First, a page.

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Advances in Cryogenic Engineering

Advances in Cryogenic Engineering A Cryogenic Engineering Conference Publication Advances in Cryogenic Engineering VOLUME 1 Proceedings of the 1954 Cryogenic Engineering Conference National Bureau of Standards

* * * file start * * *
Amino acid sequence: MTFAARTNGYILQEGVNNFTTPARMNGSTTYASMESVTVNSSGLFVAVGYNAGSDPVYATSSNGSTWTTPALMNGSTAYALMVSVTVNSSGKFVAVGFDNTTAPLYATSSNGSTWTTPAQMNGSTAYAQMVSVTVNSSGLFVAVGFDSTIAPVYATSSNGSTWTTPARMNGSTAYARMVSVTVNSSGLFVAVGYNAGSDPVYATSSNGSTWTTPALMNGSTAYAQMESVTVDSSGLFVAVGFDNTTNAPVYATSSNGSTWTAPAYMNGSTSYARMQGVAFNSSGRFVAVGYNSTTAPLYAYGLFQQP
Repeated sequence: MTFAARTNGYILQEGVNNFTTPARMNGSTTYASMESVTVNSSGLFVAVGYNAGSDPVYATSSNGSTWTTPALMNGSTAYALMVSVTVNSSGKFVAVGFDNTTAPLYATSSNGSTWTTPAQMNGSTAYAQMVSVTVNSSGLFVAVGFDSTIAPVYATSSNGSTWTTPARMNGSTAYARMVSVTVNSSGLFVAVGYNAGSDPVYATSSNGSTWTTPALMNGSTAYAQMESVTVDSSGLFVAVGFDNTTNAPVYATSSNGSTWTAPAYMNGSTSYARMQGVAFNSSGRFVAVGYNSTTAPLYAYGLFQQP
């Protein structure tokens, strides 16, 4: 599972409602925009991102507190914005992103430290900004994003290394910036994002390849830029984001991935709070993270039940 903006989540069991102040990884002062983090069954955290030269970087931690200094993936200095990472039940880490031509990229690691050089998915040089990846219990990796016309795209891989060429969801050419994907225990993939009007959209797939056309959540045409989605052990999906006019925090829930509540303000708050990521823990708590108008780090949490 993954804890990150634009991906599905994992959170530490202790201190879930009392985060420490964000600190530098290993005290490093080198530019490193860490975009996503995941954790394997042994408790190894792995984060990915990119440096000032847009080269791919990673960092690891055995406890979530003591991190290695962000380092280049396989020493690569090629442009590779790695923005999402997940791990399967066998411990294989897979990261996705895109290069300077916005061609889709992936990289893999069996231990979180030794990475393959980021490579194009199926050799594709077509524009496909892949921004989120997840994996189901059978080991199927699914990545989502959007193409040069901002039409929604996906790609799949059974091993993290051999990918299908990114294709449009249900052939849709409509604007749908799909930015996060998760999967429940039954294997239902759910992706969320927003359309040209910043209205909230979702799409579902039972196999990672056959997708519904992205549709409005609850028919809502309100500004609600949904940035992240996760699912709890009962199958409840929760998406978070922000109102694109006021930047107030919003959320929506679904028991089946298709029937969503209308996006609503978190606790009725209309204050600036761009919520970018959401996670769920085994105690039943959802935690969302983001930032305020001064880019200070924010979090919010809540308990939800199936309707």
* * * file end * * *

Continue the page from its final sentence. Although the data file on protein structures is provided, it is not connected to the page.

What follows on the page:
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Advances in Cryogenic Engineering A Cryogenic Engineering Conference Publication Advances in Cryogenic Engineering VOLUME 1 Proceedings of the 1954 Cryogenic Engineering Conference National Bureau of Standards Boulder, Colorado September K. D. TIMMERHAUS, Editor Chemical Engineering Department University of Colorado Boulder. Colorado Distributed by PLENUM PRESS. Inc., NEW YORK 1960 ISBN-13: DOl: / e-isbn-13: Softcover reprint of the hardcover I st edition 1960 NOBLE OFFSET PRINTERS, INC. NEW YORK 3, N. Y. FOREWORD More than sixty years have elapsed since Linde first liquefied air on a commercial scale and prepared the way for separating of other gaseous mixtures. His work, however, was not of an isolated nature. It was conceived eighteen years after air had, for the first time, been liquefied in the laboratory by Pictet in Geneva and Caillete in Paris. Linde's liquefaction of air was followed by Dewar's work on hydrogen liquefaction in London and by the setting up at Leiden of Kamerlingh Onnes's famous low temperature laboratory. These advances in low temperature or cryogenic technology have resulted in the establishment of a completely new and thriving industry. Cryogenic engineering is concerned with developing and improving low temperature processes, techniques, and equipment; determining the physical properties of structural and related materials used in producing, maintaining, and using low temperatures; and the practical application of low temperature techniques and processes. These low temperatures are below those usually encountered in refrigerating engineering. It is rather difficult to assign a definite temperature which serves to divide refrigerating engineering from cryogenic engineering. A temperature below _lsooc, however, is generally associated with cryogenic engineering. There is ample reason for treating cryogenic engineering as a special field of engineering. The physical properties of materials at very low temperatures differ so markedly from those commonly encountered that the engineer cannot rely on his ordinary experience. Because of the rapid growth of this field of engineering in the past ten to fifteen years, many new and highly complex engineering problems have arisen in the low temperature field. In order to improve the interchange of information among organizations active in cryogenic engineering, the National Bureau of Standards-Atomic Energy Commission Cryogenic Engineering Laboratory in Boulder, Colorado, sponsored the first Cryogenic Engineering Conference on September 8, 9 and 10, 19S4 at the National Bureau of Standards Boulder Laboratories. Succeeding conferences held in Boulder, Colorado, Boston, Massachusetts, and Berkeley, California have striven to continue the original idea of the conference. i To R. B. Scott, chief of the Cryogenic Engineering Laboratory of the National Bureau of Standards must go much of the credit for initiating these annual conferences. The first Cryogenic Engineering Conference Committee headed by Scott was composed entirely of National Bureau of Standards I personnel. Subsequent committees have been elected for a two year term by delegates attending the conferences. The committee is presently composed of six members and a permanent secretary. The 1954 conference was held as a part of the dedication and scientific meetings of the Boulder Laboratories with over two hundred delegates in attendance. The importance of this conference is noted with the continual increase in attendance and participation of scientists and engineers from all parts of the country and the world. Attendance at the Berkeley, California conference was close to seven hundred delegates. Proceedings of each conference held to date have been published to further improve the interchange of information among low temperature engineers and scientists. The Proceedings of the 1954 Cryogenic EngineeringConference was originally published by the National Bureau of Standards as NBS Report Proceedings of successive conferences were published by the Cryogenic Engineering Conference. Publication funds were obtained from generous industrial contributions. Acknowledgment to these concerns is given in each Proceedings. The demand for the Proceedings of these annual conferences, however, has far exceeded the supply. Consequently the Cryogenic Engineering Conference Committee in 1959 decided to reprint all the past Proceedings in a hard cover edition entitled Advances in Cryogenic Engineering. Since the 1954 Proceedings was a government publication, permission was obtained from the National Bureau of Standards to re-edit NBS Report 3517 and reprint it as part ofthe above series. Space does not permit acknowledgment of all individuals responsible for either the original or the reprinted Proceedings. Certainly the encouragement of many in the cryogenic engineering field and the cooperation of the University of Colorado are deeply appreciated by the editor. K. D. Timmerhaus, Editor Chemical Engineering Dept. University of Colorado January, 1960 Boulder, Colorado ii 1954 CRYOGENIC ENGINEERING CONFERENCE COMMITTEE B. W. Birmingham National Bureau of Standards W. B. Hanson National Bureau of Standards R. B. Jacobs National Bureau of Standards V. J. Johnson National Bureau of Standards M. M. Reynolds National Bureau of Standards R. B. Scott National Bureau of Standards ACKNOWLEDGMENT The Cryogenic Engineering Conference Committee is grateful to the National Bureau of Standards for their permission to reprint the Proceedings of the 1954 Cryogenic Engineering Conference (NBS Report 3517) in its entirety and acknowledges the cooperation and help received from many National Bureau of Standards personnel in both the NBS Report 3517 and the present publications. Special thanks must be given to W. B. Hanson who assembled the original Proceedings of the 1954 Cryogenic Engineering Conference and who helped initiate many ideas which were incorporated in later Proceedings. In addition the editor wishes to acknowledge the thankless task of typing and proofreading done by M. S. Koerner and J. L. Timmerhaus, respectively, on all the Proceedings to date. iii CONTENTS FOREWORD i 1954 CRYOGENIC ENGINEERING CONFERENCE COMMIT T EE iii ACKNOWLEDGMENT PAPERS PRESENTED General Remarks iii iv A Few Remarks on the Beginnings of the NBS-AEC Cryogenic Engineering Laboratory F. G. Brickwedde National Bureau of Standards Research Facilities of the NBS-AEC Cryogenic Engineering Laboratory Cryogenic Equipment A-I An Efficient Vacuum-Jacketed Liquid Nitrogen or Liquid Oxygen Storage Vessel A-2 N. C. Hallet, H. W. Altman, M. L. Yeager and C. L. Newton Herrick L. Johnston, Inc. The Aluminum Dewar H. A. Eichstaedt Ronan and Kunzl, Inc A-3 Liquid Oxygen Equipment for Use in Aircraft R. W. Roundy Wright Air Development Center v A-4 A-5 The Refrigerated Transport Dewar T. Stearns, D. J. Sandell and J. S. Burlew Cambridge Corporation Helium Refrigeration A. Pastuhov Arthur D. Little, Inc A-6 The Herrick L. Johnston Air Tactical Dewar 44 C. B. Hood, Jr., H. W. A,ltman, M. L. Yeager, N. C. Hallett and L. D. Wagner Herrick L. Johnston, Inc. Cryogenic Equipment (continued) B-1 Experimental Dewars Developed by the National Bureau of Standards 49 B. W. Birmingham, E. H. Brown, C. R. Class and A. F. Schmidt B-2 A Re-liquefying Hydrogen Refrigerator.. 62 G. E. McIntosh, D. B. Mann, J. Macinko and P. C. Vander Arend B-3 B-4 Joining Aluminum to Stainless Steel M. C. Smith and D. D. Rabb The Transfer of Liquefied Gases R. B. Jacobs, R. J. Richards and S. B. Schwartz VI 77 87 B-5 A Transfer Line for Liquefied Gases 95 K. B. Martin and O. E. Park B-6 Performance of an Air Expansion Engine 105 J. E. Jensen B-7 A High-Vacuum Seal-Off Valve R. J. Richards Low Temperature Instrumentation C-l Carbon Resistors, Pressure Transducers and Vibration Pickups Used for Measurements of Temperature, Pressure and Vibration at Liquid Hydrogen Temperatures D. J. Sandell, R. R. Lee, H. Newman, R. Kinkaid and R. Mercure Cambridge Corporation 114 C-2 Continuous Analysis of Ortho-Parahydrogen Mixtures 122 D. H. Weitzel and R. L. Hershey C-3 A Constant Temperature Control System for the Range, Room Temperature to -320 F......,.... 1Z6 L. W. Brandt, L. Stroud and W. M. Deaton U. S. Bureau of Mines vii C-4 C-5 A Hydrogen Gas Meter Unit with Remote Totalization of Flow. R. H. Kropschot Pulsation Damping C. R. Myer C -6 The Application of Commercial Electrical Equipment to Locations where Hydrogen Gas May Exist in Quantities Sufficient to Produce Explosive or Ignitable Mixtures C-7 K. A. Woodard Stearns -Roger Manufacturing Company Behavior of Electrical Insulation Ma.terials and of Halogenated Hydrocarbon Refrigerants at Temperatures of _100 0 to F... J. T. Wilson The Louis Allis Company 148 Low Temperature Instrumentation (continued) D-l D-2 Thermistor Indicating Flowmeter for Low Flow Rates of Nitrogen and Hydrogen Gases. J. W. Allen, M. M. Fulk and M. M. Reynolds A Sensitive Electronic Liquid Level Indicator for Condensed Gases D. W. Braudaway, S. B. Schwartz and J. W. Allen VIll D-3 Low Temperature Electrical Resistance of Fifteen Commercial Conductors 156 O. E. Park, M. M. Fulk and M. M. Reynolds D-4 Carbon Resistors and Variable Differential Transformers for Liquid Level Indication. 158 D-5 D-6 S. B. Schwartz and A. E. Wilson Glass in Cryogenics H. L. Landay Landay Scientific Glass Laboratory Modification of a Detector for Use Hydrogen. Calorimetric Oxygen with Non-Equilibrium A. E. Wilson, S. B. Schwartz and R. J. Corruccini D-7 An Optical Means of Liquid Level Sensing 168 R. L. Blumberg University of California D-8 Trace Oxygen Analysis for Liquid Hydrogen Production E. Catalano ix Cryogenic Applications E-l Helium Production Process P. V. Mullins U. S. Bureau of Mines 171 E-2 E-3 Low Temperature Liquids as Coolants in Guided Missiles H. G. Paul Redstone Arsenal The Application of Low Temperature Proces ses in Production of Chemicals. C. F. Hauck Blaw-Knox Company E-4 Cryogenic Engineering in the Production and Distribution of Liquefied Atmospheric Gases H. J. Portzer Linde Air Products Company E-5 Carbon Dioxide in Low Temperature Testing F. C. Seefeldt Liquid Carbonic Corpqration Low Temperature Insulation F-l Performance of Heat Insulating Materials Down to 20 0 K 212 H. L. Johnston, C. B. Hood, Jr., J. Bigeleisen, R. W. Powers and J. B. Ziegler Ohio State University x F-2 F-3 F -4 Vacuum-Powder Insulation... M. M. Reynolds, J. D. Brown, M. M. Fulk, O. E. Park and G. W. Curtis Thermal Radiation Absorption by Metals M. M. Fulk, M. M. Reynolds and O. E. Park Styrofoam (Expanded Polystyrene) Insulation at Low Temperatures H. J. Waite Dow Chemical Company Properties of Materials G-l G-2 G-3 G- 4 The Mechanical Properties Testing Program at the NBS -AEC Cryogenic Engineering Laboratory R. H. Kropschot Apparatus for Tensile Testing in the Temperature Range of to K E. T. Wessel Westinghouse Research Laboratories The Compressive Strengths of Some Technical Metals Between and 3 aook C. A. Swenson Mas sachusetts Institute of Technology Low Temperature Kiloatmosphere Apparatus.... M. D. Fiske and L. B. Nesbitt General Electric Research Laboratory Xl G-5 G-6 Thermal Conductivity of Solids at Low Temperatures. R. L. Powell and D. O. Coffin Accurate Measurement of Certain Physical Properties Down to 20 0 K H. L. Johnston, R. W. Powers, H. W. Altman, T. Rubin and R. W. Mattox. Ohio State University G-7 A New Criterion for Superconductivity in Metals G. Groetzinger, D. Kahn and P. Schwed National Advisory Committee for Aeronautics Special Cryogenic Equipment and Processes H-l H-2 The Cryostat in Industrial Research G. Bedjai, C. L. Volff and L. N. Canjar Spaco, Inc. The Gas Phase Heterogeneous Catalysis of the Ortho-Parahydrogen Conversion at Low Temperatures Under Pressure. D. S. Chapin, C. M. Cunningham and H. L. Johnston Ohio State University H-3 The Liquid Phase Heterogeneous Catalysis of the Ortho-Parahydrogen Conversion at Low Temperatures Under Pressure. 283 C. M. Cunningham, D. S. Chapin and H. L. Johnston Ohio State University xii H-4 H-5 H-6 Ortho-Parahydrogen Conversion Studies P. L. Barrick. D. H. Weitzel and T. W. Connolly Safety Engineering as Applied to the Handling of Liquefied Atmospheric Gases.... G. H. Zenner Linde Air Products Company Vibration Testing of Airborne Cryogenic Equipment.... P. R. Weaver. W. E. Smull and E. H. Brown C EL National Bureau of Standards H-7 Thermal Oscillations in Low Temperature Apparatus 302 J. R. Clement and J. Gaffney United States Naval Res earch Laboratory Cryogenic Processes J-l J-2 Theory Versus Practice in Low Ternperature Enginee ring M. A. Dubs Linde Air Products Company Freon Cascade Refrigerator for Liquid Air Plant Precooler W. Ball Los Alamos Scientific Laboratory xiii J-3 J-4 J -5 J -6 Mobile Liquid Hydrogen Plant H. L. Johnston, C. B. Hood, Jr., H. W. Altman, J. G. Pierce and C. W. Weisend Herrick L. Johnston, Inc. Performanc~ of NBS Hydrogen Liquefier Plant.... V. J. Johnson and W. A. Wilson Manufacture, Liquefaction and Distribution of Dry Ice and Liquid Carbon Dioxide F. C. Seefeldt Liquid Carbonic Corporation The Effect of Some Variables in Low Temperature Processes W. J. Dougherty Air Products, Inc AUTHOR INDEX LIST OF DELEGATES xiv